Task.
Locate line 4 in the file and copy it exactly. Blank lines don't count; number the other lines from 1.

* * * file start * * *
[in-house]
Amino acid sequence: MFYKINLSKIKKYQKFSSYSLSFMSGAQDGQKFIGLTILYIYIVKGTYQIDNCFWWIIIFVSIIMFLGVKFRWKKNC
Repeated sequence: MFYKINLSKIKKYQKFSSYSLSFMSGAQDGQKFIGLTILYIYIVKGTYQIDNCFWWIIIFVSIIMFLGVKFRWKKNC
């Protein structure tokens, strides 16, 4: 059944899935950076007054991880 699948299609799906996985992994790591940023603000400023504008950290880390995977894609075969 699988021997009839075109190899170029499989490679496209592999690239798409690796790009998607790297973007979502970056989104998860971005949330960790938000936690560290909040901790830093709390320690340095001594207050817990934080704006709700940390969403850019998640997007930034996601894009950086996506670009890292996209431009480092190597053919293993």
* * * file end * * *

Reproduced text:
């Protein structure tokens, strides 16, 4: 059944899935950076007054991880 699948299609799906996985992994790591940023603000400023504008950290880390995977894609075969 699988021997009839075109190899170029499989490679496209592999690239798409690796790009998607790297973007979502970056989104998860971005949330960790938000936690560290909040901790830093709390320690340095001594207050817990934080704006709700940390969403850019998640997007930034996601894009950086996506670009890292996209431009480092190597053919293993």